When Eagles receiver DeSean Jackson arrived in Philly on Sunday night, it wasn’t because he had a craving for a cheesesteak.
As expected, Jackson has ended his holdout. (We’ve confirmed the numerous reports that Jackson has indeed reported for work.)
Jackson had no choice, if he wants to become an unrestricted free agent in March 2012, or if he wants the leverage in long-term contract talks that comes from being poised to hit the open market. If he failed to show by Tuesday, he would not have earned a fourth year of service, and at best he would have been a restricted free agent next year.
He arrives at a time when starting receiver Jeremy Maclin remains out with a mysterious illness.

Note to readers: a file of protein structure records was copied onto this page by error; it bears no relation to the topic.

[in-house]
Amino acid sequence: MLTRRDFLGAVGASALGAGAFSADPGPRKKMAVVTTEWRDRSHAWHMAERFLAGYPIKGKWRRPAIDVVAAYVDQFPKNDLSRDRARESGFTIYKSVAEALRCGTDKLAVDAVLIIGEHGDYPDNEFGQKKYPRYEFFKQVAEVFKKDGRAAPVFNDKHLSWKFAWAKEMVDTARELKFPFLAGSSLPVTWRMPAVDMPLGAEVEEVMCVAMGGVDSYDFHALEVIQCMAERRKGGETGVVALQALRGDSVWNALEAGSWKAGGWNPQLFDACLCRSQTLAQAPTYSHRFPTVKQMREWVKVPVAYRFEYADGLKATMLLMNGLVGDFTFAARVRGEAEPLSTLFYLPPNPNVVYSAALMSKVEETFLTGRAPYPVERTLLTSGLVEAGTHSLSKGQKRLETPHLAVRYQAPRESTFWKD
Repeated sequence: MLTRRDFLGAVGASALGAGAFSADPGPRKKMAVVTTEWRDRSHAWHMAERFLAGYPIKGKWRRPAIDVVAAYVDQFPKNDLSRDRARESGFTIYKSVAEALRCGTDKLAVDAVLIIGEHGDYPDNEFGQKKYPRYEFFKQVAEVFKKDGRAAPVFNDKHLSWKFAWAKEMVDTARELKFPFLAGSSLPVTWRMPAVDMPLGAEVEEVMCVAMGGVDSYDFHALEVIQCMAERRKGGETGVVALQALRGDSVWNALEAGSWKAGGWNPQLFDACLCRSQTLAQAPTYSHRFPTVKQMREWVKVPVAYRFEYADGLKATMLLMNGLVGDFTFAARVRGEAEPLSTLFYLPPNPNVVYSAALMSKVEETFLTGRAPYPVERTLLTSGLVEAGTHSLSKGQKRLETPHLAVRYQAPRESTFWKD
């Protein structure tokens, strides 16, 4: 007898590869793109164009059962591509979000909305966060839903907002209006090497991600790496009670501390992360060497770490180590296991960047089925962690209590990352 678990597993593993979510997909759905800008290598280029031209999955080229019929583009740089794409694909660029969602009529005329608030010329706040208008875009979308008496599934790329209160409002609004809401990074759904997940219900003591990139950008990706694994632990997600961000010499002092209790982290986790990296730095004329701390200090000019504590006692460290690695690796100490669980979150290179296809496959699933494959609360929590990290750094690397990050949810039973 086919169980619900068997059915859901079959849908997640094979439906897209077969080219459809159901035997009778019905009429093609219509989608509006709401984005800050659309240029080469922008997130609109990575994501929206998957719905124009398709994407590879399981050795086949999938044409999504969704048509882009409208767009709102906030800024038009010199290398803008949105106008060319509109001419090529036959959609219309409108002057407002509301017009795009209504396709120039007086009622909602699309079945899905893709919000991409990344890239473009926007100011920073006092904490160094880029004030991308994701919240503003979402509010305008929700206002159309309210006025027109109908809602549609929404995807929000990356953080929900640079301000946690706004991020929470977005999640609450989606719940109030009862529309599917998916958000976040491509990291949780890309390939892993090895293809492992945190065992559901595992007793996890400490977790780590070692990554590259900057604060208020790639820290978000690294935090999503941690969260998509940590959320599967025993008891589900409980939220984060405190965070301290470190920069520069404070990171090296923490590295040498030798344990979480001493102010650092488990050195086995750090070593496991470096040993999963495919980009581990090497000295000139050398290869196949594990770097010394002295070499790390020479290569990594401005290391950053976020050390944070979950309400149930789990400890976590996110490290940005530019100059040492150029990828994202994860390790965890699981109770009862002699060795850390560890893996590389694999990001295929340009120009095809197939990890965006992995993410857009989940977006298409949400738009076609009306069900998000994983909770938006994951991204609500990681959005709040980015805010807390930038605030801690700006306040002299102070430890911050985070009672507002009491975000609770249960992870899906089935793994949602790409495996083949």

Jackson, who is in the final year of a slotted rookie deal that will pay him a base salary of $600,000, wants a long-term contract due in part to the fact that his size and concussion history increase the risk of trying to get through one more season unscathed. His situation is far different from the T.O. saga of 2005, given that Owens wanted to rip up a veteran deal only one year after signing it.
Jackson is a victim of a system that pays young players based on when they are drafted, with no adjustment for what they achieve on the field, unless and until the team that drafted them decides to give them a new deal. He wants to fix that before he potentially becomes the victim of the consequences of multiple blows to the head.